Yesterday while deep cleaning, I put on an old Michael Bublé concert from the mid 2000s as background noise. A little Fatima history lesson: I was a huge fan many years ago—so a big a fan I not only had a poster on my wall, but to take it further, when I saw him live in 2008 I ran to the front of the stage, making my way through the crowd in attempt to reach out for his hand during the final song. I did, twice.
After the concert finished, I waited near the back exit with many other fans hoping to get a glimpse or even an autograph. He didn’t end up coming by the time I had to leave, but I didn’t quite leave empty handed as I basically put to my cheek a face towel with Michael Bublé’s dried sweat (yes, you guys…you read that right). A fan who had caught this face towel during the concert was exuberantly sharing this with other fans nearby, myself included.
In retrospect, how unsanitary (it was definitely not 2020) and seemingly silly of me. I would be remiss not to say that at the time this little moment did mean a lot if I’m being perfectly honest. He was a star I really admired and his music made me happy. That night was a memory I carried with me for days to come.
So why do I even share this embarrassing story?
I recently learned from a Fr. Ripperger video about a cloth added to the communion rail of churches. Before 1965 in the Western Church, there was a white cloth draped on the communion rail of churches. In a church I visited over the summer, I followed suit and experienced this for the first time during a Traditional Latin Mass, though I didn’t know what it meant until I happened upon this video last week.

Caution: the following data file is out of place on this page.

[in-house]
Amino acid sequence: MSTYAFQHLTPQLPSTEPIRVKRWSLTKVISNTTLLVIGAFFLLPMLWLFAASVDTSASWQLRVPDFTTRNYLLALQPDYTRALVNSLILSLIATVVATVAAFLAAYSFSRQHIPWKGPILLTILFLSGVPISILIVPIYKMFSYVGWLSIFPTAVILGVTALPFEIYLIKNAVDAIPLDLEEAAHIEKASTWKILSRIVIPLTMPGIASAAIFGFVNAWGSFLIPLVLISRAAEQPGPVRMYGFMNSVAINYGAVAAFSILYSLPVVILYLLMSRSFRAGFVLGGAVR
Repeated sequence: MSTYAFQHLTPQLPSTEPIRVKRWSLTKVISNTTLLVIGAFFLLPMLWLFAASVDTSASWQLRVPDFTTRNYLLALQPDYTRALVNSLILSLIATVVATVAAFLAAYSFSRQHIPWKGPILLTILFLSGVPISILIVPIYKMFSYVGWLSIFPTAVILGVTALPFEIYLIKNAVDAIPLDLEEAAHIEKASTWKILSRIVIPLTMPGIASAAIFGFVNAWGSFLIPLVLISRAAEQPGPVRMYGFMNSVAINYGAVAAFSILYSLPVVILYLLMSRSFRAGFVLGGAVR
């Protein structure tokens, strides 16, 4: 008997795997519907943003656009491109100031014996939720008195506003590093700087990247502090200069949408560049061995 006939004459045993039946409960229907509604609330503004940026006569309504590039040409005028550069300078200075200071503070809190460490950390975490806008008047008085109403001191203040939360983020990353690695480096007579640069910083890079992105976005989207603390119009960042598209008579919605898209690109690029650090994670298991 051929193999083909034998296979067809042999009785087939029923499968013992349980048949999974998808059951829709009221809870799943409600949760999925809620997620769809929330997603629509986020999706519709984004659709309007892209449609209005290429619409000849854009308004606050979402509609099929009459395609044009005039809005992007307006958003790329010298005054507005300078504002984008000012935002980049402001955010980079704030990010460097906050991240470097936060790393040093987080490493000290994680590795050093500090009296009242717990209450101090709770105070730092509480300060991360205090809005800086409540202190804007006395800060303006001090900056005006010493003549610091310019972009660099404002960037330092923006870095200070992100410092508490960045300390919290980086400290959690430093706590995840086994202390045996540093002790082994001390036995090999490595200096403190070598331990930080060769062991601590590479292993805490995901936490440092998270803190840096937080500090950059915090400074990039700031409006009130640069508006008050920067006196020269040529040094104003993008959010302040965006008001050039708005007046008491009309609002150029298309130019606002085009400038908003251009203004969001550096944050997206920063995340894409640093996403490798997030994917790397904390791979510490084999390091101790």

When kneeling at the rail to receive the King of kings in the Most Holy Eucharist, one would put their hands underneath this cloth as if they are touching the hem of our Lord’s garment – just like in the gospel where a woman suffering from hemorrhages said “if only I could touch his garment, I shall be healed.” She did touch his garment and of course, was healed.
This woman who had suffered for years sought help from many physicians for healing, but to no avail. She spent all that she said and received nothing for the better, but rather, worse. So when she heard about Jesus, it was by her faith that moved her to make way through the crowd to reach for a touch of our Lord in passing. She barely did as she was only able to just reach for the fringe of his robe, but He knew she was reaching out even in such a busy, bustling crowd. It was by her faith that Jesus made her well and said to go in peace, completely healed in her illness.
Whether bodily or spiritual diseases, we have the opportunity at each Mass to reach out to the Lord and be healed. In our heart we are physically receiving the Savior, the King of the Universe who gives us a gush of His powers. This is a touch that no celebrity, politician, sovereign ruler on earth, or any other person has the power to do. Only a King who is not of this earth can, and its impacts are far greater and more significant than we can ever imagine.
So at the Holy Sacrifice of the Mass, even if we don’t have a cloth or communion rail now, may we imagine touching the garment of the blessed Lord and let allow our heart be opened. Each of us has our own baggage of hurts, history of ailments, and fears of the unknown that continue to bog us down from our pursuit of perfect holiness, preventing us from keeping our eyes on the King of the Universe. Don’t let them.
With the same faith of the woman, may we resolutely make our way through a crowd and reach out to Christ the King—our Savior and Healer—throwing everything upon Him, casting upon Him all our cares, so we can be healed and move forward in our earthly pilgrimage in peace and trust.